Sunrooms welcome light into a home and add a relaxing ambience that comes from the feeling of being surrounded by the great outdoors. Sunrooms are the perfect extensions to kitchens, creating a spectacular atmosphere for dining, day or night.
“Almost all condos are sound enough to handle an enclosure ...” Tim Agar, Horizon Pacific Contracting and Sunrooms
sure the sunroom is attached properly to the building. For single family homes, we use our own aluminum flashing system to ensure the rooms don’t leak.” The foundation is also crucial to a sunroom’s success. Slap-dash, DIY varieties constructed atop a pre-existing patio ultimately fail. “Concrete is very porous,” says Nelson. “When you build a sunroom on a patio, all the ground moisture comes through into the room, essentially creating a giant steam room on a hot summer day. You have to replace the existing concrete and install an insulated concrete pad with proper drainage, just as you would with any addition.” Energy efficiency is another key consideration. Older sunrooms are also notoriously hot in the summer, and freezing in winter. New glass technology fixes that problem. “Sunrooms can be as efficient as normal household rooms, in my opinion,” says Maxey. “There are numerous types of glass that can be used for a sunroom application with many different purposes, but the most energy efficient glass would be a UV blocking reflective exterior pane with a low-e, argon interior, which keeps sunrooms warm in winter and cool in summer. Compared with regular house windows, our sunroom glass is usually more efficient.” YAM MAGAZINE
Nelson uses a patented glass called ConservaGlass Plus, made by Four Seasons Sunrooms. Their technology employs two types of glass coatings: a heat-trapping coating used on the walls to capture the warmth of the sun in winter months when the sun is low; and a heat blocking coating for ceiling panels to reflect heat in the summer when the sun is high. Agar, who sources glass from Oldcastle Glass and Garibaldi Glass in Vancouver, says they select the right glass for each sunroom based on each site’s particular requirements. It’s part of the feasibility study they conduct at the beginning of each project, which examines details like land type, the architecture of the home, orientation and how the homeowners plan to use the room. The results of the study govern the entire project right down to the finishing details. “We always start with a solar study, to track the sun throughout the day and seasonally, then we design the glass accordingly,” he says. “There are all sorts of glazing opportunities for different situations, including privacy glass to reduce the ‘fish bowl’ effect, and heat mirror glass to slow thermal gain in south-facing rooms.” Agar also says good ventilation is key in any size sunroom. Although ceiling fans are popular, they really aren’t necessary so long as 50 per cent of the wall systems can open so the air can circulate.
CREATE A GETAWAY IN YOUR OWN BACKYARD
A sunroom build adjacent to a patio makes the perfect transition space between indoors and out. For a serene sense of flow, be sure to choose indoor and outdoor décor that shares some of the same colours or décor elements to tie the design together.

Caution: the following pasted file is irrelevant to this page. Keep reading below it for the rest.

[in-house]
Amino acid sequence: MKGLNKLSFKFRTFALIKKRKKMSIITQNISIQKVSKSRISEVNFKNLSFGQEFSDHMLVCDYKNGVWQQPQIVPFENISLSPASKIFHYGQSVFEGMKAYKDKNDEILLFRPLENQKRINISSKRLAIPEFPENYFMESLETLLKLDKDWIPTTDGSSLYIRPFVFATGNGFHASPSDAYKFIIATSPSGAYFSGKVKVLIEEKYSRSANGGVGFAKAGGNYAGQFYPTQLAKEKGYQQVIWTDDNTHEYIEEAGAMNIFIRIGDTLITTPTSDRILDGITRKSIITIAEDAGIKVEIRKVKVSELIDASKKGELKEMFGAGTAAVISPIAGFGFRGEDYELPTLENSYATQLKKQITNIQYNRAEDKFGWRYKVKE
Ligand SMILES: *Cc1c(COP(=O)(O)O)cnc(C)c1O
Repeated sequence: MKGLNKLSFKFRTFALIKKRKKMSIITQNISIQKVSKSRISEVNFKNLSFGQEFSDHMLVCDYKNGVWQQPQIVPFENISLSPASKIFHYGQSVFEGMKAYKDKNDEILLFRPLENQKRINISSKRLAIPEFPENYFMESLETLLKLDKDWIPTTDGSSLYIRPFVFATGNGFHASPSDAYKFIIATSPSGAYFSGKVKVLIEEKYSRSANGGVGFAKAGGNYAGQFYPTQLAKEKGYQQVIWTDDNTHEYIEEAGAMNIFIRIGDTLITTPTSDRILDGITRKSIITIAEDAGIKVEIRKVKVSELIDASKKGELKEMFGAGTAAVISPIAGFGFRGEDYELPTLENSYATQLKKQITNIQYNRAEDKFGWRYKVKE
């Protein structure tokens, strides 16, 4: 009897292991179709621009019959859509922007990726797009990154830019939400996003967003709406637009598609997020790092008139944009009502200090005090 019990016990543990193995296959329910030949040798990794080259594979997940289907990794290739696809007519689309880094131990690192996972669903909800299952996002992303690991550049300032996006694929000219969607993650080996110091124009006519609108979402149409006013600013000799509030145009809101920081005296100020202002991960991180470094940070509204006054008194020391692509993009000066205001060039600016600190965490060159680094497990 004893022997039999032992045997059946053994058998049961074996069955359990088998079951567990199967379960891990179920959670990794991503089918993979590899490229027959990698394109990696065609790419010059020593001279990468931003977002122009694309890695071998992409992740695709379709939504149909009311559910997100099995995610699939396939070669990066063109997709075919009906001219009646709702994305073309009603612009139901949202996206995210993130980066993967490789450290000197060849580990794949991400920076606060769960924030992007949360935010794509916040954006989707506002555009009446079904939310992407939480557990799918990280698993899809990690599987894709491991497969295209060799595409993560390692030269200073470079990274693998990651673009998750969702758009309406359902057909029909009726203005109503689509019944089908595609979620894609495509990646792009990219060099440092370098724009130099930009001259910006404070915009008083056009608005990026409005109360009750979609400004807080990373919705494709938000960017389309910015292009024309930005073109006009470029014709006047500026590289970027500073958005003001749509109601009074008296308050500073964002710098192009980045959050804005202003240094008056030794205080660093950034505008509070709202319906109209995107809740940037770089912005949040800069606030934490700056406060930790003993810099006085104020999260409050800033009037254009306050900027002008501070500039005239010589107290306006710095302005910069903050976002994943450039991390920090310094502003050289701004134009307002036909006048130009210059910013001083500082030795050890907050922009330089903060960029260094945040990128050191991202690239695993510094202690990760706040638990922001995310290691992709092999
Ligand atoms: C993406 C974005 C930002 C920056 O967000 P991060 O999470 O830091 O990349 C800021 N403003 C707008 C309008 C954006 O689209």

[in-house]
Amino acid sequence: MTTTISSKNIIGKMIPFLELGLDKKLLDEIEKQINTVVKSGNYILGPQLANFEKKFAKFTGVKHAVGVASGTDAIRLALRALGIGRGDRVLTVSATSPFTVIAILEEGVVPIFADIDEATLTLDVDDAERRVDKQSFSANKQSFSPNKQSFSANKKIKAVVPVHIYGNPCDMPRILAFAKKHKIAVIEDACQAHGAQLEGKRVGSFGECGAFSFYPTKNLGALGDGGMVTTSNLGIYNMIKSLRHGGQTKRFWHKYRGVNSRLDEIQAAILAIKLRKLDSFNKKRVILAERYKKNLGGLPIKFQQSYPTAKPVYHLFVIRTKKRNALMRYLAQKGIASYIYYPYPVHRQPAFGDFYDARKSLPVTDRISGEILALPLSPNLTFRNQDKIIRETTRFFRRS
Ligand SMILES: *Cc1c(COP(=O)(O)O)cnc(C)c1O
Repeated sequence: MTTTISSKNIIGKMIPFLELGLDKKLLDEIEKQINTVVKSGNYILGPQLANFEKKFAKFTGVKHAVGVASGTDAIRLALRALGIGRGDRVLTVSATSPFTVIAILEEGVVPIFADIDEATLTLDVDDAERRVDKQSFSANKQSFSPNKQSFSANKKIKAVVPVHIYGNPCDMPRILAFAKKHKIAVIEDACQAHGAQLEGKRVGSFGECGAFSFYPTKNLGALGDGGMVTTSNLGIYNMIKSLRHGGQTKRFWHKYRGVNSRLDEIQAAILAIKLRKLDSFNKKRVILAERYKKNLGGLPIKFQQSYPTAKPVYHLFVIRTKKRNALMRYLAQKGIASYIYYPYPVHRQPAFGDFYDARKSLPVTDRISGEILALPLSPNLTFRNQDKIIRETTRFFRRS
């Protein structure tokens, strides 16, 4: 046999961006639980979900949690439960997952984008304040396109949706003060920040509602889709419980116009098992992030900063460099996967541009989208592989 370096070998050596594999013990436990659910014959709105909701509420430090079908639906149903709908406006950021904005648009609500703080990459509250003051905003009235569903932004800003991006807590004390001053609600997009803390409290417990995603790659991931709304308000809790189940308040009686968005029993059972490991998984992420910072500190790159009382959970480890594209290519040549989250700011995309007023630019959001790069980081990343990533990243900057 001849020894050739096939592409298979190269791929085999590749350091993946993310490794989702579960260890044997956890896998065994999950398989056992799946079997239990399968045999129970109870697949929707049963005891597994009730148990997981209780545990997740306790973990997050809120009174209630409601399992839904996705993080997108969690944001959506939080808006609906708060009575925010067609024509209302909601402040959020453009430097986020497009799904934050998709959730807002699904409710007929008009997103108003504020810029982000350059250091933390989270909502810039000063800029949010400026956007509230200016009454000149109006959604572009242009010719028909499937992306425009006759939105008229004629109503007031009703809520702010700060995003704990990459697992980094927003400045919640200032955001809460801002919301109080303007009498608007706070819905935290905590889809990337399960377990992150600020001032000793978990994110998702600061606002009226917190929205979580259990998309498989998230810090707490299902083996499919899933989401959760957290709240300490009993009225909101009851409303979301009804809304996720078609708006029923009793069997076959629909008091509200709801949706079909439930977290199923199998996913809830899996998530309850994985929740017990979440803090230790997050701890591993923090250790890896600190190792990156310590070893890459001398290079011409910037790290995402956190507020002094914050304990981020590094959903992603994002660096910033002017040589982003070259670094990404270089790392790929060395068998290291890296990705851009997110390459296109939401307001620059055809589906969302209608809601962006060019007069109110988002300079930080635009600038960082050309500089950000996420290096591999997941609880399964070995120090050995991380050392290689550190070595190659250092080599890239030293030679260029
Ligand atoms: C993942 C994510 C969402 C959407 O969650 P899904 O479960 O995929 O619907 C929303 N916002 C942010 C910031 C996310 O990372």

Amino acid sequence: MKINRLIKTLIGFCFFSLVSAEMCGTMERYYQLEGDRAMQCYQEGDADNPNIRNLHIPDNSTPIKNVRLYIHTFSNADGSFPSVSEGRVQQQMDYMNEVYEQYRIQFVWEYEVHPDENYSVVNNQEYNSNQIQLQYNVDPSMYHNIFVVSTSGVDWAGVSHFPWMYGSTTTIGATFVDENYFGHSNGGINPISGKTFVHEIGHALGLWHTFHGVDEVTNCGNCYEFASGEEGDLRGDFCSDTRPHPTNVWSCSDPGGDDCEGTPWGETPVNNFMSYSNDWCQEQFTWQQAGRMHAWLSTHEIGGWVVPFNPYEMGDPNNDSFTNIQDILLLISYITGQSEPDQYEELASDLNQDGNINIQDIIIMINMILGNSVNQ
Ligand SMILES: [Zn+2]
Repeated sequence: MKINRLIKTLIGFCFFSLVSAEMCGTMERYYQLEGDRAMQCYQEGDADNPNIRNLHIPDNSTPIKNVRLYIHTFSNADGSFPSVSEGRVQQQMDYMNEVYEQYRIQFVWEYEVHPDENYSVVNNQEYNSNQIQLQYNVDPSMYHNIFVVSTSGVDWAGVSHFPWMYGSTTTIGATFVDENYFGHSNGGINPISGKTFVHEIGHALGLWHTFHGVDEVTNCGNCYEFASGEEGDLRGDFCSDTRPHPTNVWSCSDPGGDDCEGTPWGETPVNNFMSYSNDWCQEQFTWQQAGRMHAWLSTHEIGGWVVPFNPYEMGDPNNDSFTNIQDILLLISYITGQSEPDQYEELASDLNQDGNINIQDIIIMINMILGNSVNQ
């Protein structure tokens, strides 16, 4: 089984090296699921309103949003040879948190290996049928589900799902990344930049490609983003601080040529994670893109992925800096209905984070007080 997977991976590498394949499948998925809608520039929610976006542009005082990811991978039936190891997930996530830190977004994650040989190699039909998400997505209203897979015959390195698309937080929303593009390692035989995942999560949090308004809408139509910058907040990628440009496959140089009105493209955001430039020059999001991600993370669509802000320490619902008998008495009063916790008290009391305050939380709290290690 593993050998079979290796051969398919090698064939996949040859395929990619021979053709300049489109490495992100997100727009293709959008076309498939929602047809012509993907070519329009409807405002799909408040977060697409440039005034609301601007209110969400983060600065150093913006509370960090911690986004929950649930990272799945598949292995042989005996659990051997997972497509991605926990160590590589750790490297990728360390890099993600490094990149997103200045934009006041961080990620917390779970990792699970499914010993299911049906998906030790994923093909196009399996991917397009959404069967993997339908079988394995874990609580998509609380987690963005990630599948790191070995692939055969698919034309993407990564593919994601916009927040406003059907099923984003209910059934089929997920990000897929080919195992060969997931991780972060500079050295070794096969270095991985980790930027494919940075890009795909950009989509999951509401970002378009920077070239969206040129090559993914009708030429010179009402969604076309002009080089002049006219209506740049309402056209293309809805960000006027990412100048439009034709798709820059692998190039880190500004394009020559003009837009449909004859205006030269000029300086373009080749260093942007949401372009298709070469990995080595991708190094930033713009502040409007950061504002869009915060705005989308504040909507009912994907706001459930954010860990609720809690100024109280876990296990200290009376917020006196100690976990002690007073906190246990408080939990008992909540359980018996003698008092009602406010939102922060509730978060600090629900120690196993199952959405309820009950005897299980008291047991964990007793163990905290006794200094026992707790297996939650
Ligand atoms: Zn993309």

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MAINTENANCE SHOULD BE MINIMAL Maintenance is always a big concern when you’re dealing with so much glazing. You certainly don’t want to spend hours up a ladder cleaning pine needles off the roof, or having your view obstructed by the streaks you left behind with your squeegee. Some companies, like Allied Glass and Northern Tropic, offer special coatings that repel pollen and other debris (ahem, bird poop). Simply spray with a hose, or wait for a good rain shower, and voilà! Spotless glass. In the dry season, Nelson recommends a good hose-down with an outdoor glass cleaning solution of the home centre variety (or vinegar and water) using the Windex hose attachment. No squeegees required. “Maintenance has much to do with selecting the correct product for the application,” says Agar. “A wood assembly is okay for a clear spot where rot is not an issue, but an aluminum exterior is a better choice for shady, heavily treed areas.” Speaking of trees, are falling branches a problem during winter storms when you have a sunroom? Surprisingly, no. “We’ve installed sunrooms all along the West Coast, from Sooke to Port Renfrew,” says Nelson. “Even in heavily treed areas, breaks from branches are extremely rare.” Golf balls, however, are another story. In terms of the interior maintenance, Agar says it’s crucial to plan all finishes before construction, taking into account how the room will be used. “If you plan to fill your sunroom with plants, for example, a tile or vinyl floor is best because of the moisture.” Other details, like in-floor heating or the kind of elegant, tiny track rail lighting systems Agar often installs, must be built-in during the construction phase, with clear maintenance plans in place in case things go wrong down the road. When it comes to finishing materials, you have every choice available to you, but it’s important to incorporate those choices into the overall design. Sadly, in some cases, a sunroom addition just isn’t possible, but that doesn’t mean you can’t infuse your home with natural light. Consider replacing part of an exterior wall with windows (a.k.a. a “skywall”), or install a bank of skylights. Both options essentially create a sunroom without increasing square footage. Even the smallest skylight can transform a space, affording a constant link to the natural world with no compromise in comfort. Whether you opt for a sunroom or a skywall, this approach is perfect for welcoming more light into your home and extending the summer season year round. ::